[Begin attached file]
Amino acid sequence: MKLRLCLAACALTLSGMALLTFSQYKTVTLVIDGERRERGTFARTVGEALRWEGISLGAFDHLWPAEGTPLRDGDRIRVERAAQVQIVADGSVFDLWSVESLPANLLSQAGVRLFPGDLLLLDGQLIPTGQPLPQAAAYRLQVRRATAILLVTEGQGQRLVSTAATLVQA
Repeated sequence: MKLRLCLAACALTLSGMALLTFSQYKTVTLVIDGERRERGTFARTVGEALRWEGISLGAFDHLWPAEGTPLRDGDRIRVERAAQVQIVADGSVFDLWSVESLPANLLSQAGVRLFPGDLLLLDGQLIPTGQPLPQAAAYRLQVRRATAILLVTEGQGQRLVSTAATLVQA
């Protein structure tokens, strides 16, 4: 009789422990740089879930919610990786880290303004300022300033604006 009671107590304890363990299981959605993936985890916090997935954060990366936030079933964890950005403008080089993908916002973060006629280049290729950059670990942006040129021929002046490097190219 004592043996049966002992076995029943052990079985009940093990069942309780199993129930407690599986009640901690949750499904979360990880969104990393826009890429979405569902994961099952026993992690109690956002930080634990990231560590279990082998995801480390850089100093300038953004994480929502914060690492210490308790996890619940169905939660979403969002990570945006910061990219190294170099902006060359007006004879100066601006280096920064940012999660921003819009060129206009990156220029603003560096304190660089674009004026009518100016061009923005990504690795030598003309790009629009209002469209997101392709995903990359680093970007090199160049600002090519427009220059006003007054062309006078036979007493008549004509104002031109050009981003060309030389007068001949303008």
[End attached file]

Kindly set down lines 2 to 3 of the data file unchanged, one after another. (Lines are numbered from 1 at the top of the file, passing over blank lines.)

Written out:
Repeated sequence: MKLRLCLAACALTLSGMALLTFSQYKTVTLVIDGERRERGTFARTVGEALRWEGISLGAFDHLWPAEGTPLRDGDRIRVERAAQVQIVADGSVFDLWSVESLPANLLSQAGVRLFPGDLLLLDGQLIPTGQPLPQAAAYRLQVRRATAILLVTEGQGQRLVSTAATLVQA
């Protein structure tokens, strides 16, 4: 009789422990740089879930919610990786880290303004300022300033604006 009671107590304890363990299981959605993936985890916090997935954060990366936030079933964890950005403008080089993908916002973060006629280049290729950059670990942006040129021929002046490097190219 004592043996049966002992076995029943052990079985009940093990069942309780199993129930407690599986009640901690949750499904979360990880969104990393826009890429979405569902994961099952026993992690109690956002930080634990990231560590279990082998995801480390850089100093300038953004994480929502914060690492210490308790996890619940169905939660979403969002990570945006910061990219190294170099902006060359007006004879100066601006280096920064940012999660921003819009060129206009990156220029603003560096304190660089674009004026009518100016061009923005990504690795030598003309790009629009209002469209997101392709995903990359680093970007090199160049600002090519427009220059006003007054062309006078036979007493008549004509104002031109050009981003060309030389007068001949303008």